Matthew Priestman had proposed this workshop for young designers when he first heard that we were going to be in Chongqing where he has an office in Central China. After discussing it in London, he partnered with the China Academy of Urban Planning and Design and they identified a site on the edge of the city at Xi Peng. The balance between the urban and rural is a key part of the 13th Five Year Plan as the Chinese move industry and people westwards away from the now polluted coast, bringing people closer to their original towns and villages; this was a wonderful opportunity for the multi-disciplinary teams to think more broadly, without being told what to do, which they all seemed to relish.
On Friday 11th November, we start with a meeting at the China Academy’s new gleaming 30-storey office in Jiangbei where we were hosted by the Deputy Director Xu Jun (Anna) and Matthew introduces the project; it seems that English was not going to be a huge problem.
During a coach drive out west to the Dai Xi River country park, the players are allocated to teams and they start getting to know one another – mainly urbanists with planners, landscape architects and architects. We are greeted by the enthusiastic and successful mayor who acts as our guide around a beautiful lake; we stop at a road junction with new tourist pseudo-vernacular toilets (why hadn’t they used the existing but old farmhouse?) in amongst flourishing vineyards (large dessert grapes rather than wine); then he showed us a village refreshed with white paint and painted brickwork – hmm! The Mayor hosts a very tasty lunch of local produce and we have speeches and photographs.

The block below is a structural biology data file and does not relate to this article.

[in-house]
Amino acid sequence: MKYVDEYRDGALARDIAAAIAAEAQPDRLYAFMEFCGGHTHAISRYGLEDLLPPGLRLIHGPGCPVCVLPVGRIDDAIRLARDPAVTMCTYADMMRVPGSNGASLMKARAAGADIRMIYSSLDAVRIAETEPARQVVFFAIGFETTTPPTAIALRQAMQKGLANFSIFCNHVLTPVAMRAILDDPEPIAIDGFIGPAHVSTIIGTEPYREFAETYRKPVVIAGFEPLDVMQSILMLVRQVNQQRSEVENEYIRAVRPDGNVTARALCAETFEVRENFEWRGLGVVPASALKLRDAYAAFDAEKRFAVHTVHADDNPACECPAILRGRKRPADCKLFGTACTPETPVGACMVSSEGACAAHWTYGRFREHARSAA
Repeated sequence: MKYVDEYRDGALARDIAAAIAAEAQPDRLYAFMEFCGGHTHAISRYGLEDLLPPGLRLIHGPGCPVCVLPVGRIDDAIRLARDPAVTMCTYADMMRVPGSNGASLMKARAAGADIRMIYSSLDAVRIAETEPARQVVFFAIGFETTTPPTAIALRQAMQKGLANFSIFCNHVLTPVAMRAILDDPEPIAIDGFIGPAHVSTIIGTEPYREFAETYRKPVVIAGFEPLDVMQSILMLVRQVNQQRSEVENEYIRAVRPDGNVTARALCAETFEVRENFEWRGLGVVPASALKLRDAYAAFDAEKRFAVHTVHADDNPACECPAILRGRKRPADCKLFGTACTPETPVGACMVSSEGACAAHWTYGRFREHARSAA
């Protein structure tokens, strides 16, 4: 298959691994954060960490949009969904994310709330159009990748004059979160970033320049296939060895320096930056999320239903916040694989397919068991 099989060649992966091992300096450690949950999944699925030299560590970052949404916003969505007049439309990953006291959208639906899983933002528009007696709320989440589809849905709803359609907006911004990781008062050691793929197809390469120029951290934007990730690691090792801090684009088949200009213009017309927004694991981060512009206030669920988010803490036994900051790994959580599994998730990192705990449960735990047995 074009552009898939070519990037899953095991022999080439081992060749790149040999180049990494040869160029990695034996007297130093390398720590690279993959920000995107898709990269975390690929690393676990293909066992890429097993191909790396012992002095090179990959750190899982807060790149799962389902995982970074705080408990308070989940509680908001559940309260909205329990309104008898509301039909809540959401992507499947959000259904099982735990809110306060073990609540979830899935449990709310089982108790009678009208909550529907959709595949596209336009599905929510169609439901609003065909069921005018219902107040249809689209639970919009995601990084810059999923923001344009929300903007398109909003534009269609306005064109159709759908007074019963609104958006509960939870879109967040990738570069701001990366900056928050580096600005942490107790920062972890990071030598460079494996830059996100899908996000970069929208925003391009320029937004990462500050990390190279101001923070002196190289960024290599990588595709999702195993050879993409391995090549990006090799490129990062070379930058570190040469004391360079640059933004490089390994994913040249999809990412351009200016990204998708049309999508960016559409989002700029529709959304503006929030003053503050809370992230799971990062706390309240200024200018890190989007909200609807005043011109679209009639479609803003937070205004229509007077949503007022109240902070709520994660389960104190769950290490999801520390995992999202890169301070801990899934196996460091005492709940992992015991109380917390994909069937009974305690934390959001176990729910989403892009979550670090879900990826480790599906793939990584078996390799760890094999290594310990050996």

Back to Jiangbei to an older civic office, my fellow engineering tutors Dr Mike Murray and Prof Andrew Baldwin introduce themselves and I give a talk on ‘Sustainable cities for a sustainable future’. We then all go to the Bei Cang library where we are to spend the next two days; this re-purposed factory is the centrepiece industrial building where the developer is planning to transform the surrounding early residential towers into creative arts studios – Fish Island and Hackney Wick resonate albeit at a smaller scale. I help finish hanging the Cullinan Studio exhibition, while the young professionals start sorting out their initial approaches.
During Saturday we held group tutorials and Mike Murray gave a talk about environmental design and retrofit. Bartlett graduate Weitao Li from Will Alsop’s local office followed with a whistle stop tour through the Alsop oeuvre and their local Test Bed 2 project.
As Sunday afternoon turns to evening they begin to polish their dazzling dual-language powerpoints and pin their drawings up – some beautiful, others expressive, but all thought-provoking. The big shot critics arrive including Anna’s chief Zhang Shenghai, who had flown in from Beijing and the head of the Chongqing University Department of Architecture.
The young professionals had done brilliantly and asked themselves some big questions, such as the winning group’s “Where are we? Who are we? Who am I?”. Lots of certificates and photographs and then off to supper next door and a toast or two of Baijiu (firewater)!